“Life is precious and I went to six funerals in that first year, from getting close to people (on the ward) and people dying,” said Dominic. “When you’ve been to so many funerals, and so many people have died who you’ve got really close to, you haven’t got time to moan and complain. You’re going to be upset, you’re on death’s door, but you can’t feel sorry for yourself because as long as you’re alive, there’s always someone worse off.” In October 2016, Dominic had the bone marrow transplant, which replaces bone marrow with healthy cells.

He said the treatment only took around five minutes to complete. “As it stands now, I’m 98% American, which is brilliant,” he said. But after his transplant, Dominic had to stay in the hospital for 40 days because he got a condition called Graft-versus-host disease. This happens when new white blood cells start attacking the patient’s body.

He had to take up to 65 pills a day, including one called Rituximab, which was part of a trial. Thankfully, this medicine worked well for him and his health improved. However, Dominic has some lasting problems from his treatment including a “low platelet count” which means he is unable to play sports where he could get hit. This is as he could experience “blood clots and bleeds on the brain”. In addition, the chemotherapy meant his toenails grew strangely and needed to be removed.

Nerve damage in his feet means walking feels like stepping “on fire or hot coals.” He said: “I’ve got a really low platelet count it does go up, and at the moment I have once a year check-ins, but they’re nowhere near where they should be.” He is unable to play his beloved football – but is thankful to still be alive. He credits positive thinking and the “amazing work and facilities” at the Teenage Cancer Trust for his survival. With fun things like a jukebox, pizza nights, a PlayStation 4, and pool competitions in the hospital, it helped him “forget” he was sick. This made him want to keep going and focus on “surviving”.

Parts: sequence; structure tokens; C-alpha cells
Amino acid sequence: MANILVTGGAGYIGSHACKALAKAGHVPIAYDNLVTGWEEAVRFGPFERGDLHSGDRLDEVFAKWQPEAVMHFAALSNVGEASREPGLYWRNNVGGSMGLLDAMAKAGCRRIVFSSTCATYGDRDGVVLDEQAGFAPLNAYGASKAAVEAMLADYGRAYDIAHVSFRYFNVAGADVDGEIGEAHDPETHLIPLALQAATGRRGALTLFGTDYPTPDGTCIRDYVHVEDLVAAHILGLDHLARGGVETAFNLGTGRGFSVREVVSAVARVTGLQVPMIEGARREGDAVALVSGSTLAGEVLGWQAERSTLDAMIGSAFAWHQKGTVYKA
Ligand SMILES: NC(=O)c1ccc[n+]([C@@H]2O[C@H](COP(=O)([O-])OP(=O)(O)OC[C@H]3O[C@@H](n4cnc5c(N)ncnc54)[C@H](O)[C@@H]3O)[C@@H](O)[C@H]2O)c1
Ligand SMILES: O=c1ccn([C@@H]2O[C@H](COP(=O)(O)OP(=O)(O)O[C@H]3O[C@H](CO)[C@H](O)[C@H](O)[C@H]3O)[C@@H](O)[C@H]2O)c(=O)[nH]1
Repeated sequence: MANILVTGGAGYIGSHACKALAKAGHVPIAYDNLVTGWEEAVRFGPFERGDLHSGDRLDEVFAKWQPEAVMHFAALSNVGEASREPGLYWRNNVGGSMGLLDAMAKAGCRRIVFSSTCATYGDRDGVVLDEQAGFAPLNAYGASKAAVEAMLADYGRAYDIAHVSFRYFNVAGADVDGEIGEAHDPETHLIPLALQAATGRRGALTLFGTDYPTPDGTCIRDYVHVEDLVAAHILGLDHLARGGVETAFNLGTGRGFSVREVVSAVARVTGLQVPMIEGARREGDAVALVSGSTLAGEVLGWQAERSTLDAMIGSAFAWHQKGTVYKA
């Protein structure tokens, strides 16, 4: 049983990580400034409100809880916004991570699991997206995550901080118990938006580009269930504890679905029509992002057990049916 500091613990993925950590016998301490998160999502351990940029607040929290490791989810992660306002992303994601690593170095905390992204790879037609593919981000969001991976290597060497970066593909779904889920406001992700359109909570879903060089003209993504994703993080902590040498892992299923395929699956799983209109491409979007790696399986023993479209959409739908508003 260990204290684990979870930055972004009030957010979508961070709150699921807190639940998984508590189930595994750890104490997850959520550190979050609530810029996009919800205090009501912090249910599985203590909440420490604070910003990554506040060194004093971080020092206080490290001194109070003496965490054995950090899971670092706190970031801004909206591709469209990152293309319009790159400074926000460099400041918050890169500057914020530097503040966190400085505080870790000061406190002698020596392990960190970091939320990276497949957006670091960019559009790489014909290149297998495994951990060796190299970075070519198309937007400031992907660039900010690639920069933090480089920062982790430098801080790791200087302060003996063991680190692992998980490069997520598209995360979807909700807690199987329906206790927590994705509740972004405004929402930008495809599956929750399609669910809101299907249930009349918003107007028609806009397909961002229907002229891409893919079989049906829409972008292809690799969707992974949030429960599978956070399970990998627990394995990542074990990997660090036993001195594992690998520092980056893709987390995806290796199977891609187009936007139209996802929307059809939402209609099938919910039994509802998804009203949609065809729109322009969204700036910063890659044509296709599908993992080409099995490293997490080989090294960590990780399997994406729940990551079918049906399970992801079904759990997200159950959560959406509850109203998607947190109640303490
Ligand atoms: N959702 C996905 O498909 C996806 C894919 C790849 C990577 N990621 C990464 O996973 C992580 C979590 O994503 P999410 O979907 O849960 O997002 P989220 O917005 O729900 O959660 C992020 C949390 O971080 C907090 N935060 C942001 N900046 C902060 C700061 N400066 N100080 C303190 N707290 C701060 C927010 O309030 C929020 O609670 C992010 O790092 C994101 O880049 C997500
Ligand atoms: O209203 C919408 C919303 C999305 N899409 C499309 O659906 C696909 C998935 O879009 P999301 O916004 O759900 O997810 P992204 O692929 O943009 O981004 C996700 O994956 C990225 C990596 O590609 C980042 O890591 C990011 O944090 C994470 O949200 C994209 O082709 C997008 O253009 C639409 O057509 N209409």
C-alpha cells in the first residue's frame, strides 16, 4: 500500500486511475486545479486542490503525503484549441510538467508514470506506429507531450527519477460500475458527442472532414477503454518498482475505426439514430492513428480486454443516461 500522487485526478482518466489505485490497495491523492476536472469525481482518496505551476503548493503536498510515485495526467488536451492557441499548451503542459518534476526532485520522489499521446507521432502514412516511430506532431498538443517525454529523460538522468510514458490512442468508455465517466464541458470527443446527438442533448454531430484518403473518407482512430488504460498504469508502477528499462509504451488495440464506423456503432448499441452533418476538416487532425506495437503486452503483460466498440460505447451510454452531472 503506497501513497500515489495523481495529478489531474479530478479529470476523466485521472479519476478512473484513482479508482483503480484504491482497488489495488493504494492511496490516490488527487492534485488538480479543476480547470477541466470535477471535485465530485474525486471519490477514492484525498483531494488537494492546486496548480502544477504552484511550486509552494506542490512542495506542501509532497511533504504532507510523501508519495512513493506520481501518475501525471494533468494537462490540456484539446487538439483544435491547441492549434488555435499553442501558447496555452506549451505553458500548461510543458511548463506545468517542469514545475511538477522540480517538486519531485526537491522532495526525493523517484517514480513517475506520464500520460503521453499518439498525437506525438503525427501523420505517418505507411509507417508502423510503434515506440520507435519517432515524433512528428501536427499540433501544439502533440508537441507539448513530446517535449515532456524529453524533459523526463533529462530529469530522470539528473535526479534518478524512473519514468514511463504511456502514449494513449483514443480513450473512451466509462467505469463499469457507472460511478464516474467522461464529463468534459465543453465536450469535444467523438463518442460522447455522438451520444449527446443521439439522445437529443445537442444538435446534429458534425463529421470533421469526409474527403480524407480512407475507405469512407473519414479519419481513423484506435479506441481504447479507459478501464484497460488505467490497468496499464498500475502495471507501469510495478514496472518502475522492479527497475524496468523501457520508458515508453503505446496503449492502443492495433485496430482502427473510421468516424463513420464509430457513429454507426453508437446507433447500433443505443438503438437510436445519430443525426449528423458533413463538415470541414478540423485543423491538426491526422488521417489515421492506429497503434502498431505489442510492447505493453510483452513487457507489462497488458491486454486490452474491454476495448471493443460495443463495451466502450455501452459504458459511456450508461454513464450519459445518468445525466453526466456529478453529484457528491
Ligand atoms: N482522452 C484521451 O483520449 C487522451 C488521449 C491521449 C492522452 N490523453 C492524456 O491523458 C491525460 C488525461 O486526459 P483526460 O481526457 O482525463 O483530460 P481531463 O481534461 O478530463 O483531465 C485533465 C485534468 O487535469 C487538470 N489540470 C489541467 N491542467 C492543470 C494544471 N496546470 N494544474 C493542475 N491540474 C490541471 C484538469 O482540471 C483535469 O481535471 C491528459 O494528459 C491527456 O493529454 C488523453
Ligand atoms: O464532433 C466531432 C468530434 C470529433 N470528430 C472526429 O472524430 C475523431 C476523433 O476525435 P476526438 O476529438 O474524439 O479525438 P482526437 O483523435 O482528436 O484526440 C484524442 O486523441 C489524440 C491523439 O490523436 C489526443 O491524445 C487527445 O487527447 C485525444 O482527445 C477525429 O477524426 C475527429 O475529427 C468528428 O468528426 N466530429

Even though Dominic felt he had to “start from zero” after his treatments, learning to live a new “normal” life and going back to work four years after finding out he was ill, he now really “appreciates” life more. He’s really grateful to the person from America who gave him bone marrow because “he wouldn’t be here if it wasn’t for him”. He also thanked staff at the Teenage Cancer Trust and the hospital because “they are second to none”. He now intends to run the London Marathon in 2024, alongside is friend Jamie.

Dominic said: “I live on challenging myself, I don’t want to get stagnant in life, and running the London Marathon is a challenge that I want to complete, and it’s mainly for the ward. For the people after me, they need to keep that ward going… they’ve saved my life so the least I can do is try to raise some funds for them to keep it going.” The Teenage Cancer Trust organises challenge events to raise important funds to support young people like Dominic through their treatment. To donate to Dominic’s JustGiving page, click here.